Safehouse, 60 E. Ontario St., is a spy- themed restaurant and bar on the Near North Side. It’s quite possible you’ve passed this spot a few times without even noticing, because it’s not marked. It is a safehouse, afterall. While the unmarked door is hardly visible, those who know where to look see the entry point into a very James Bond-like night.
When you walk in, you’re asked for a password. If you haven’t done your homework to get it, you and all the other guests standing in the entryway will have to answer a few questions and perform some sort of slightly embarrassing task to get in.
Here’s a hint—you’re on camera. Everyone in the restaurant and bar below can see you doing to YMCA on a giant screen by the bar.
Once you pass the test, a secret door opens and you’re led down a staircase to another secret door, where you’ll get your “Agent ID.” From then on, you’ll be treated like a spy. You’ll be called an agent for the rest of the night, and your bill is referred to as your “damage report” for the evening. The menu offers themed foods, like Fried C4 Cheese Curds, Blacklisted Chicken Tenders, The Spyburger, Spyghetti and Operation Hangover Recovery. An impressive cocktail list includes specials like the tropical Spy’s Demise and the chilled Cold War.
Make sure you check out the photobooth that transports you to destinations around the globe via green screen, and touch all the buttons and switches around the dining
area that say “don’t touch.”
Gadgets and replica spy gear decorate the bars. Don’t miss the comical posters and photos in the bathroom—make sure you read all the signs carefully on your way in and out.
It wasn’t easy to get in to the Safehouse, so don’t expect an easy exit. You’ll need a secret code and will have to sneak your way through a laser maze to make it back to Chicago.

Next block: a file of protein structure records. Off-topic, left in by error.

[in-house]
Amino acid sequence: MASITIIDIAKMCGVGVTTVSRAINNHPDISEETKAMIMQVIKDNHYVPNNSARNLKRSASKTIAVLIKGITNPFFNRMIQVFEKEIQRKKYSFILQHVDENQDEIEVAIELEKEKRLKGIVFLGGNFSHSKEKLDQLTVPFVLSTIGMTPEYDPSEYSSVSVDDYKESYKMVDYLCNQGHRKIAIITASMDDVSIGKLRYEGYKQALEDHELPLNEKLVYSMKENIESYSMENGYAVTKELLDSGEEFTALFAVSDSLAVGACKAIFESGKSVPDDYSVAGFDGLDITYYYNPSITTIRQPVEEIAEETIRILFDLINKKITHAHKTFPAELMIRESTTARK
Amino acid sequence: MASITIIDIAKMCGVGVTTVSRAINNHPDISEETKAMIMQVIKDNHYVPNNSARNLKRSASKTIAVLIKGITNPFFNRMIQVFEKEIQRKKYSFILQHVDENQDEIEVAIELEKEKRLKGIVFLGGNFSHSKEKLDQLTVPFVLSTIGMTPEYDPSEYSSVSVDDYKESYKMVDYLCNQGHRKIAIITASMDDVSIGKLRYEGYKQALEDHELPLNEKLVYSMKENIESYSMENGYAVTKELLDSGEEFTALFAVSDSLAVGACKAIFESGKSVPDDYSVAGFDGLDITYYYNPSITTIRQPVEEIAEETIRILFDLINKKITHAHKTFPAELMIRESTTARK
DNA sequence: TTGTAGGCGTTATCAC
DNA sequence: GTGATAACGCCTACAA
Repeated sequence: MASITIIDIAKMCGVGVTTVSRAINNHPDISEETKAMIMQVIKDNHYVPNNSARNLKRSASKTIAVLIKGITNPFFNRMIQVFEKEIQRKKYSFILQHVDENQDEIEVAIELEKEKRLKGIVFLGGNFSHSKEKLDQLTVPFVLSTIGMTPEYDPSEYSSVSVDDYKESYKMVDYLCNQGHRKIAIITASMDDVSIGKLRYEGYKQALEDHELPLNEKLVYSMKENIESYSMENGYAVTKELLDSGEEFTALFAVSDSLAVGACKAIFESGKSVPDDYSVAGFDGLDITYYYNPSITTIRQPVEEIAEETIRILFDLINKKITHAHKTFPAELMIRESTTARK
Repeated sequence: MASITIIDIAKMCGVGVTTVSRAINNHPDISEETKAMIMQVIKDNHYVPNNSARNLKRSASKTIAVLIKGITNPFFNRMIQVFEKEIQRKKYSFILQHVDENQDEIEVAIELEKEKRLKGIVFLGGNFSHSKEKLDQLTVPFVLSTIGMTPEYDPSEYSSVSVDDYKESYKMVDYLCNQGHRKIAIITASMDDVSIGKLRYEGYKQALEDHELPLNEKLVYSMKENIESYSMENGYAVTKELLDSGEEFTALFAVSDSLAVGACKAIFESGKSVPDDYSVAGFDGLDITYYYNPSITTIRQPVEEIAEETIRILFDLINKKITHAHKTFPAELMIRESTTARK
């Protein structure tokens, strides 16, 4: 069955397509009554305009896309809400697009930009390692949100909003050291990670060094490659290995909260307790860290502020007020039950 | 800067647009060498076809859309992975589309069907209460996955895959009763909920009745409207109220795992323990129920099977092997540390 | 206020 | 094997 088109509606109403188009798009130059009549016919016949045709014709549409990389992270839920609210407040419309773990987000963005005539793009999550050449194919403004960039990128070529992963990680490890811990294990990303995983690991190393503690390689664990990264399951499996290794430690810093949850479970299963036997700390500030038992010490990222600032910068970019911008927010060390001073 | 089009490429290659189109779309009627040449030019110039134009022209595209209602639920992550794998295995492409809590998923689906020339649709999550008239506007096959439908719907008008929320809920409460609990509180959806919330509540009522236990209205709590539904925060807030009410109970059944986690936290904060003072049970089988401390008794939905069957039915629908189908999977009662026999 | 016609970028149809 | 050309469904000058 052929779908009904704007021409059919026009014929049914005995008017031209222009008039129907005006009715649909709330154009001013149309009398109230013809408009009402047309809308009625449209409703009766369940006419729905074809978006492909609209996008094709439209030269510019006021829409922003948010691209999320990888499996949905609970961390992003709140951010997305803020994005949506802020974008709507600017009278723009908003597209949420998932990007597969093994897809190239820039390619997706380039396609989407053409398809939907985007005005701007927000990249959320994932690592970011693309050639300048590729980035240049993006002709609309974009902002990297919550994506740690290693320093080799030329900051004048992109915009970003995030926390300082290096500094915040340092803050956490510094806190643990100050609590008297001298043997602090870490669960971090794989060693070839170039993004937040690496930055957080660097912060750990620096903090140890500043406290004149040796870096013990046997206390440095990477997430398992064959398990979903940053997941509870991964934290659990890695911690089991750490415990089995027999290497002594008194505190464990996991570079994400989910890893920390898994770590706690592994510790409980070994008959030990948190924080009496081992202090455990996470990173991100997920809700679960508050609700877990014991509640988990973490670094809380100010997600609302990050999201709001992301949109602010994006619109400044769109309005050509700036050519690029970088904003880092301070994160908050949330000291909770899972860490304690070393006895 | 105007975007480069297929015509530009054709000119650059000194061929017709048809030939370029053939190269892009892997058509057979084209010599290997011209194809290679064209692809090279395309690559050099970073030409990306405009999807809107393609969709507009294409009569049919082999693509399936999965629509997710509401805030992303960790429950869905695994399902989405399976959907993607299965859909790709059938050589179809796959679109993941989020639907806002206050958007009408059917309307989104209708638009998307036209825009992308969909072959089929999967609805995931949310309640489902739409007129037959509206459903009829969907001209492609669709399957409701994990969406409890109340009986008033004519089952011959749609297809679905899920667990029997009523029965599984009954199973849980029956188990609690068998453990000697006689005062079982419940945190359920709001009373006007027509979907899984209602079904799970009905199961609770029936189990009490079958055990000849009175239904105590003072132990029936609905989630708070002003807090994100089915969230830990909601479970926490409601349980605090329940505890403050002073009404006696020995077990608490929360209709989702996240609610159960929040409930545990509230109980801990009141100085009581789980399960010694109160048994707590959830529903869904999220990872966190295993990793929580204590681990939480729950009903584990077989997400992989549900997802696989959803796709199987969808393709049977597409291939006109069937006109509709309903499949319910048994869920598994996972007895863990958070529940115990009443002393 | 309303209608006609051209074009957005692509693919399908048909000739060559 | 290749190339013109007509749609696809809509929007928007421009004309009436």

For a totally unique experience that’s becoming quite the trend in cities across the country, take a risk at Bad Axe Throwing, 165 N. Loomis St., in the West Loop where their mission is “to bring the thrill of a traditional Canadian backyard pastime to
This place is pretty much self explanatory—you throw axes. If that makes you a bit nervous—it probably should—here’s the gist.
Pick up your provided axe with a firm grip, like you would a baseball bat. Make sure the blade of your axe is aiming straight forward, toward the bullseye target and raise the axe up behind your head and lean back and, in one swift motion, bring your axe forward and let it loose.
This is an experience unlike any other. The world’s largest axe throwing club, Bad Axe Throwing was founded in Ontario in 2014 by CEO Mario Zelaya and now has locations in 23 cities in the U.S. and Canada, including Indianapolis, Denver, Minneapolis, Ottawa, Winnipeg and Brooklyn. Guests that walk-in will use a common area for axe throwing with any other participants that have joined the walk- in session.
Walk-ins cost about $20, or you can register for group visits with a private lane online in advance, prices vary from $35.00–44.25.
Published June 5, 2018